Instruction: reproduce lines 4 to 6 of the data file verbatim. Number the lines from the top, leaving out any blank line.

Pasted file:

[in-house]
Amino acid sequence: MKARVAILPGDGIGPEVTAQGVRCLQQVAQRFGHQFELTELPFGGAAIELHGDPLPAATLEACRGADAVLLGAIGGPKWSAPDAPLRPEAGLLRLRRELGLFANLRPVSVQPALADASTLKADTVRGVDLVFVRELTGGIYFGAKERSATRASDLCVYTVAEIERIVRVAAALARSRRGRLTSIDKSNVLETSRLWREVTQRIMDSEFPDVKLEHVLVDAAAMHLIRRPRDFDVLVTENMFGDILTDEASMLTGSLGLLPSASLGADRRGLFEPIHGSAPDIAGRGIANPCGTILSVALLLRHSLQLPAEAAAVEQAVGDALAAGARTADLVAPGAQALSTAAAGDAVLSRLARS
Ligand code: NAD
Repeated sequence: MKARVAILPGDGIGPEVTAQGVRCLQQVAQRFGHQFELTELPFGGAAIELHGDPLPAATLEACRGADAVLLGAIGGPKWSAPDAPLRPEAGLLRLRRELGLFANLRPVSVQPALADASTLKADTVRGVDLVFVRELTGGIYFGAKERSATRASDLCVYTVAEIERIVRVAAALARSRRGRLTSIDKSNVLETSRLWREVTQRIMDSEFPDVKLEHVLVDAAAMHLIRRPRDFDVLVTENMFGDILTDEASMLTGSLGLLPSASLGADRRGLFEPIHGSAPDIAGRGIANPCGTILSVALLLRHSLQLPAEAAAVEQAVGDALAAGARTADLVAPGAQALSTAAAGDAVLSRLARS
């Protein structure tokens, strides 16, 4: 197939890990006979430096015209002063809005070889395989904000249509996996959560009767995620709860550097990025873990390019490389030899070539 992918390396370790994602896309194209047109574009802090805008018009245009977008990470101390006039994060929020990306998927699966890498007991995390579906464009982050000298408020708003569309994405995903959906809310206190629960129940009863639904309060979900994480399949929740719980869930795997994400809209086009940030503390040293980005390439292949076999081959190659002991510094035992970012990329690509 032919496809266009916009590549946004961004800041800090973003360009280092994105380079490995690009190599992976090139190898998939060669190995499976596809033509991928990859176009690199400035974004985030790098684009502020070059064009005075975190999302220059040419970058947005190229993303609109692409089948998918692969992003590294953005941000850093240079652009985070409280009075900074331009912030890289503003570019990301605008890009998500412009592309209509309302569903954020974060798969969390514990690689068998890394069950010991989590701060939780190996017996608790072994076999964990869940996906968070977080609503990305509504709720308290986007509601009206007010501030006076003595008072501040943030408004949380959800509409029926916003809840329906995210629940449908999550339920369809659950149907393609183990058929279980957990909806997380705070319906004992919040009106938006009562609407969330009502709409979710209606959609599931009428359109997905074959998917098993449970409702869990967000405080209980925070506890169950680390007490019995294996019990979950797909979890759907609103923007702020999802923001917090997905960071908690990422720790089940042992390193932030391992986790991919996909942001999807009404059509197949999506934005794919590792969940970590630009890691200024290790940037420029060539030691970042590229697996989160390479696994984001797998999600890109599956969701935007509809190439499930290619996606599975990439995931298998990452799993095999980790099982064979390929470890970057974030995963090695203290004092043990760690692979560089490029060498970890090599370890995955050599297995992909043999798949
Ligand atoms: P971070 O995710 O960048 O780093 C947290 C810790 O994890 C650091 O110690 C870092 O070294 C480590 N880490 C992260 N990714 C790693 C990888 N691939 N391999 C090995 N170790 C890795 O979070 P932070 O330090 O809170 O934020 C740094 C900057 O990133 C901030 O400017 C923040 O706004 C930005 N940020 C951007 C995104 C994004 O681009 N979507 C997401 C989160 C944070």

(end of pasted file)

Repeated sequence: MKARVAILPGDGIGPEVTAQGVRCLQQVAQRFGHQFELTELPFGGAAIELHGDPLPAATLEACRGADAVLLGAIGGPKWSAPDAPLRPEAGLLRLRRELGLFANLRPVSVQPALADASTLKADTVRGVDLVFVRELTGGIYFGAKERSATRASDLCVYTVAEIERIVRVAAALARSRRGRLTSIDKSNVLETSRLWREVTQRIMDSEFPDVKLEHVLVDAAAMHLIRRPRDFDVLVTENMFGDILTDEASMLTGSLGLLPSASLGADRRGLFEPIHGSAPDIAGRGIANPCGTILSVALLLRHSLQLPAEAAAVEQAVGDALAAGARTADLVAPGAQALSTAAAGDAVLSRLARS
């Protein structure tokens, strides 16, 4: 197939890990006979430096015209002063809005070889395989904000249509996996959560009767995620709860550097990025873990390019490389030899070539 992918390396370790994602896309194209047109574009802090805008018009245009977008990470101390006039994060929020990306998927699966890498007991995390579906464009982050000298408020708003569309994405995903959906809310206190629960129940009863639904309060979900994480399949929740719980869930795997994400809209086009940030503390040293980005390439292949076999081959190659002991510094035992970012990329690509 032919496809266009916009590549946004961004800041800090973003360009280092994105380079490995690009190599992976090139190898998939060669190995499976596809033509991928990859176009690199400035974004985030790098684009502020070059064009005075975190999302220059040419970058947005190229993303609109692409089948998918692969992003590294953005941000850093240079652009985070409280009075900074331009912030890289503003570019990301605008890009998500412009592309209509309302569903954020974060798969969390514990690689068998890394069950010991989590701060939780190996017996608790072994076999964990869940996906968070977080609503990305509504709720308290986007509601009206007010501030006076003595008072501040943030408004949380959800509409029926916003809840329906995210629940449908999550339920369809659950149907393609183990058929279980957990909806997380705070319906004992919040009106938006009562609407969330009502709409979710209606959609599931009428359109997905074959998917098993449970409702869990967000405080209980925070506890169950680390007490019995294996019990979950797909979890759907609103923007702020999802923001917090997905960071908690990422720790089940042992390193932030391992986790991919996909942001999807009404059509197949999506934005794919590792969940970590630009890691200024290790940037420029060539030691970042590229697996989160390479696994984001797998999600890109599956969701935007509809190439499930290619996606599975990439995931298998990452799993095999980790099982064979390929470890970057974030995963090695203290004092043990760690692979560089490029060498970890090599370890995955050599297995992909043999798949
Ligand atoms: P971070 O995710 O960048 O780093 C947290 C810790 O994890 C650091 O110690 C870092 O070294 C480590 N880490 C992260 N990714 C790693 C990888 N691939 N391999 C090995 N170790 C890795 O979070 P932070 O330090 O809170 O934020 C740094 C900057 O990133 C901030 O400017 C923040 O706004 C930005 N940020 C951007 C995104 C994004 O681009 N979507 C997401 C989160 C944070």